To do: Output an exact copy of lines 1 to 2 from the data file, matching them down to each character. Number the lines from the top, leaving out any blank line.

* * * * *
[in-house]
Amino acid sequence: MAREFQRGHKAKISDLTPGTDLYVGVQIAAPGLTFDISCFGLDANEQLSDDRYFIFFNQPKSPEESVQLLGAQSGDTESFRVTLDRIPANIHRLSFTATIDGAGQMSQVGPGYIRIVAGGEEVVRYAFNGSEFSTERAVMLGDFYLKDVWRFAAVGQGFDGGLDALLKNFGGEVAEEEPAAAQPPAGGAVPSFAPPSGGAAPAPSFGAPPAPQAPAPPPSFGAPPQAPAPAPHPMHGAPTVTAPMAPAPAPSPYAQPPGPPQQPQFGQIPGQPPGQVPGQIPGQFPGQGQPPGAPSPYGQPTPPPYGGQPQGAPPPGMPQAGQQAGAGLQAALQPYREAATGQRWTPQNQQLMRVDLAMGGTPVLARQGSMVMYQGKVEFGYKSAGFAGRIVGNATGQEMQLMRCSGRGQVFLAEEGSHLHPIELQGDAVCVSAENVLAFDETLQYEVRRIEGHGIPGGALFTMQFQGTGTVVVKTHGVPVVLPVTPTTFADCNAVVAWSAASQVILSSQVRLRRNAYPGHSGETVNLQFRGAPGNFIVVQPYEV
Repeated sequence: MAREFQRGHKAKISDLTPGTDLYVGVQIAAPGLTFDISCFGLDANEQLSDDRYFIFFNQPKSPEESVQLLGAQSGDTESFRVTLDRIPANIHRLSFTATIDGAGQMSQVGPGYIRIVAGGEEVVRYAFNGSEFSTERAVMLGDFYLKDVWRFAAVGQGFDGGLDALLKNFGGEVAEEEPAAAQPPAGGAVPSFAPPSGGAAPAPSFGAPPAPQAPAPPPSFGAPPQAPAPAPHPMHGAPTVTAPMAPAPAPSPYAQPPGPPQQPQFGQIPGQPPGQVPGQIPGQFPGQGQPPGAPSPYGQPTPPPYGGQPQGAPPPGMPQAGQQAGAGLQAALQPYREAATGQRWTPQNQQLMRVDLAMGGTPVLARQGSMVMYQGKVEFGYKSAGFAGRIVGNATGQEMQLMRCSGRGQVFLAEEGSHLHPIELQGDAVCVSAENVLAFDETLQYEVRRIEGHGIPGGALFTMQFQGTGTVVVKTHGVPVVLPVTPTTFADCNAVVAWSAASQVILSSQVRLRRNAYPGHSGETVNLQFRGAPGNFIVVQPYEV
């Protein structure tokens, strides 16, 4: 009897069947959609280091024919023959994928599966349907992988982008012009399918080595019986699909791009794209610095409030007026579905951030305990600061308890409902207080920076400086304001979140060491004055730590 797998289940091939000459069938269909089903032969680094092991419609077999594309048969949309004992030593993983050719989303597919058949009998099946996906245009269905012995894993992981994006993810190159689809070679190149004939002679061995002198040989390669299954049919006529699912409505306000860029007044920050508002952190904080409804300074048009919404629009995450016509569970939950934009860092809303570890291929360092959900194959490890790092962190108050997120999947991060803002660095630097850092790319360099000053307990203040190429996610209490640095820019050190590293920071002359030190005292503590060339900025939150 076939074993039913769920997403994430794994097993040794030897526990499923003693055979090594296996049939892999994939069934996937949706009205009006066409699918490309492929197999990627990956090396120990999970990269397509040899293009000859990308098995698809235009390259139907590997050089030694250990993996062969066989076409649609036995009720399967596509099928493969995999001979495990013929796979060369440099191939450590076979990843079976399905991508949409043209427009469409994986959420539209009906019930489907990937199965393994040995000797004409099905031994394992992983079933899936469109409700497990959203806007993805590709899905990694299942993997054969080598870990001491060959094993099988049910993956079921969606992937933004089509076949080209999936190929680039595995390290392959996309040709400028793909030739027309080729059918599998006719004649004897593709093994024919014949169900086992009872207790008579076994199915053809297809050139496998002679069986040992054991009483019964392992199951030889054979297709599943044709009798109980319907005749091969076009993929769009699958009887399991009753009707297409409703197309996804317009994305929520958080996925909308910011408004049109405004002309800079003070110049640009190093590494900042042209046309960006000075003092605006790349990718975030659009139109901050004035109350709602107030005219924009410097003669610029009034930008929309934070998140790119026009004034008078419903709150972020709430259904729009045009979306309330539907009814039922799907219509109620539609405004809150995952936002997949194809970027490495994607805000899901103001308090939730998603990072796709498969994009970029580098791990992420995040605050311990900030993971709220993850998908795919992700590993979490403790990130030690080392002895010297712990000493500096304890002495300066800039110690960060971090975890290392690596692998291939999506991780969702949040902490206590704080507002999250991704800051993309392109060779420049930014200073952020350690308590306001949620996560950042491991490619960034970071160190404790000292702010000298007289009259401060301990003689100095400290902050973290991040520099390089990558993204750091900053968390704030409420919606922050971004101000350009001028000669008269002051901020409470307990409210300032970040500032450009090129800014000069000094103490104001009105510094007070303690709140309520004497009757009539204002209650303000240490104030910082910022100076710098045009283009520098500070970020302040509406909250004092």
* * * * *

[in-house]
Amino acid sequence: MAREFQRGHKAKISDLTPGTDLYVGVQIAAPGLTFDISCFGLDANEQLSDDRYFIFFNQPKSPEESVQLLGAQSGDTESFRVTLDRIPANIHRLSFTATIDGAGQMSQVGPGYIRIVAGGEEVVRYAFNGSEFSTERAVMLGDFYLKDVWRFAAVGQGFDGGLDALLKNFGGEVAEEEPAAAQPPAGGAVPSFAPPSGGAAPAPSFGAPPAPQAPAPPPSFGAPPQAPAPAPHPMHGAPTVTAPMAPAPAPSPYAQPPGPPQQPQFGQIPGQPPGQVPGQIPGQFPGQGQPPGAPSPYGQPTPPPYGGQPQGAPPPGMPQAGQQAGAGLQAALQPYREAATGQRWTPQNQQLMRVDLAMGGTPVLARQGSMVMYQGKVEFGYKSAGFAGRIVGNATGQEMQLMRCSGRGQVFLAEEGSHLHPIELQGDAVCVSAENVLAFDETLQYEVRRIEGHGIPGGALFTMQFQGTGTVVVKTHGVPVVLPVTPTTFADCNAVVAWSAASQVILSSQVRLRRNAYPGHSGETVNLQFRGAPGNFIVVQPYEV